This is not a hand donut, though. It’s served with a fork for a reason. The workers prepared it with gloves, essentially dressing a donut with poutine ingredients and serving it like an open-faced sandwich. You can’t pick this up—it’d be far too messy and the toppings would fall off and leave you with just a plain donut covered in gravy.

But is it a donut I need in my life more than once? Not necessarily. Mostly because it doesn’t scream breakfast. I was definitely glad I went in the late morning and saved the TimBits for after as a “dessert.” I’m also glad, though, to have had this experience in my life. I just don’t know if I’d go back for seconds if it ever returns to the menu.


The Maple TimBits didn’t blow me away as a specialty item, but they are quite good. You get a hint of maple in them but it isn’t particularly strong when matched with the granulated sugar they’re topped with. These are the only thing the location ran out of while I was there, though, so maybe they went quicker than they expected.

The highlight of the experience by far was people wandering into the Tim Hortons and tentatively ask if they had the special items. I’d say about half the people who came in wanted them, but there was no signage to indicate this location contained rare treasures. Some people had tried other stores before arriving and came up empty. Others were Canadians furious they had to visit America to celebrate Canada Day. That made for tremendous people watching.


The Iced Cap wasn’t all that different from an ordinary Iced Cap, which is pretty delicious. A portion of bacon pieces, maple glaze, and maple flakes topped the frozen drink after the plastic lid is filled with whipped cream. Problem is unless I wanted to vigorously stir it with the flimsy plastic straw there was little chance I was getting any maple or bacon flavor until the end.

When you DO get to the bacon, it’s actually a pretty fun combination of flavors. The bacon and maple balance the sweet chocolaty flavor of the cappuccino in a way that surprised me. I would say there was a bit too much bacon there, though. It got pretty weird at the end when there was only bacon to chew on soaked in a bunch of whipped cream. It’s a fun quirk for Canada Day, but I’m not exactly going to miss this the rest of my life.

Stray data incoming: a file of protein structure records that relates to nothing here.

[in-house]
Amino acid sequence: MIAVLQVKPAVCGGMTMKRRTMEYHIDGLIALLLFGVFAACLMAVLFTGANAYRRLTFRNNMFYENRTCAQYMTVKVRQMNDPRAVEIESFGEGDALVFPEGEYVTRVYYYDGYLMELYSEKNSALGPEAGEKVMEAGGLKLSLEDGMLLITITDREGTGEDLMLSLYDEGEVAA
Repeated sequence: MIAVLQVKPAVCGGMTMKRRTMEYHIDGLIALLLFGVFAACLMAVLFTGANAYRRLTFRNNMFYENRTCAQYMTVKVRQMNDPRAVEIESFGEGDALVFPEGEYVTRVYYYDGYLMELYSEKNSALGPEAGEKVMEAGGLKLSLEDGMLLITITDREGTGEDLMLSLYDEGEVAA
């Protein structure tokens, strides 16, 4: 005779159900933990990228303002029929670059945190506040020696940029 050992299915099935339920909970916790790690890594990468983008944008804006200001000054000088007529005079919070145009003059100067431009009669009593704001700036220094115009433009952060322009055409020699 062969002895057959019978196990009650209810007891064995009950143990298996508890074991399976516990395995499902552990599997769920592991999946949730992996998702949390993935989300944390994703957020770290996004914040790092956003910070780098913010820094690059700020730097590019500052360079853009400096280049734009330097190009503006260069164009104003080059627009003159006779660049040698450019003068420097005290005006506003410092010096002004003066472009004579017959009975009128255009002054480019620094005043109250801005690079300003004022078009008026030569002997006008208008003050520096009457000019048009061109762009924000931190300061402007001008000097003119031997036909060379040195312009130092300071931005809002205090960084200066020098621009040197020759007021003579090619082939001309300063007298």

I don’t think I’ll be adding bacon bits and maple flakes to every iced coffee I ever drink, but it was a fun celebration of quasi-Canadian culture on a rainy Saturday morning on the American shores of Lake Erie.


We Tasted The Poutine Donut… Which Wasn’t As Gross As You’d Expect


This July 1, just yards from the shores of Lake Erie and a few miles south of Buffalo, New York, a special treat was waiting for adventurous eaters if they knew where to look. Canada had a birthday and extremely Canadian donut shop Tim Hortons decided to make some special menu items in an extremely small selection of its United States stores.

What’s the most Canadian thing you can think of? Passive-aggressive kindness? Hockey? Poutine? Well, if it’s that last one, Tim Hortons was the place to be. They offered a Poutine Donut, a Maple-bacon Iced Cappuccino and Maple TimBits, which are Timmy Ho’s-branded donut holes.

The Canada Day menu was only available at five Tim Hortons stores in the United States, with three of them in the Buffalo area. As the only Buffalo Area Resident at Uproxx I was tasked to find a Tim Hortons restaurant that had the goods and try them for myself.

The parking lot was completely full when I showed up to the Lakeshore Road coffee shop around 11 a.m. on Saturday. I had to park in a lot across the street and walk over, eying up an overflowing drive thru lane that made me wonder if there would be any poutine donuts around to even purchase in the first place.

Thankfully, though the Tim Hortons was short staffed with human beings they had plenty of gravy and cheese curds. I ordered 10 Maple TimBits, a medium Maple-bacon Iced Cap and, of course, one Poutine Donut. The staff, though clearly frazzled, was extremely polite. The woman at the counter got my TimBits, then said she would bring the donut and Iced Cap to my table. The donut arrived in a cardboard clamshell, like a Big Mac would at a less-Canadian fast food restaurant.